Jyothi Ramulla Naga is 4 feet tall. From sunup to sundown she is hunched over in the fields of a cottonseed farm in southern India, earning 20 cents an hour. Farmers in the Uyyalawada region process high-tech cottonseeds genetically engineered to contain a natural pesticide, on behalf of US agriculture giant Monsanto.
To get the seeds to breed true the farmers have to cross-pollinate the plants, a laborious task that keeps a peak of a dozen workers busy for several months on just one acre. And to make a profit the farmers have to use cheap labour. That means using kids like Jyothi, who says she's 15 but looks no older than 12. (Monsanto points to papers indicating she is 15.) To harvest the bolls three months later, the farmers use cheap labour again, not the machinery that is used to pick cotton in the US.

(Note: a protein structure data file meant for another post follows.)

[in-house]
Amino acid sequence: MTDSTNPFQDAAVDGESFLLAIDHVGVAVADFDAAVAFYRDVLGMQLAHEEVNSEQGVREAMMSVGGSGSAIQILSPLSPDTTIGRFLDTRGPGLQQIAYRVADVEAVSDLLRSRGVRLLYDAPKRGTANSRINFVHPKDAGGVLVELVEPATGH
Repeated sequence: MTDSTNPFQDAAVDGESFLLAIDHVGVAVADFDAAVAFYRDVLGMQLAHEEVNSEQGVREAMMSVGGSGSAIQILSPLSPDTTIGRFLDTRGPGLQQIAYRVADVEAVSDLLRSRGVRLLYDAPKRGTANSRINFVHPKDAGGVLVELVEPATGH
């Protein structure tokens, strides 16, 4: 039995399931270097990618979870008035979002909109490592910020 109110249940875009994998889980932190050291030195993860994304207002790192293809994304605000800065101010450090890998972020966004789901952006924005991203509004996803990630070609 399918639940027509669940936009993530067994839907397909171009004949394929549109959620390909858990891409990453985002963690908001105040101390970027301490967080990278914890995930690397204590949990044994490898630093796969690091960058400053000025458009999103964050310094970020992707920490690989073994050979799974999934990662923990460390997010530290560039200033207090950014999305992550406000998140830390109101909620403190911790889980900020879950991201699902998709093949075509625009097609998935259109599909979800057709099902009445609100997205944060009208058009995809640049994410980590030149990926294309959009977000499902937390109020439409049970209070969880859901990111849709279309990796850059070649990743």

At the edge of where Jyothi is working, a rusting sign proclaims, "Monsanto India Limited Child Labour Free Fields." Jyothi says she has been working in these fields for the past five years, since her father, a cotton farmer, committed suicide after incurring huge debts.
On a recent December morning there were teens picking cotton in nearly all of a half-dozen Monsanto farms in Uyyalawada, 250 miles south of India's high-tech hub Hyderabad. Last year 420,000 laborers under the age of 18 were employed in cottonseed farms in four states across India, estimates Glocal Research, a consultancy in Hyderabad that monitors agricultural labour conditions. Of that total 54 per cent were under the age of 14 and illegally employed.
The law prohibits children under 14 from working in factories, slaughterhouses or other dangerous locations. There are some exceptions for farmwork--if the hours are limited, the kids are in school and there are no machines to be operated. But children like Jyothi put in ten-hour days in the field and miss school. Teenagers 14 to 18 years old can work during the day in factories but no more than 36 hours a week. Employer penalties include fines and imprisonment. But enforcement of the law is lax.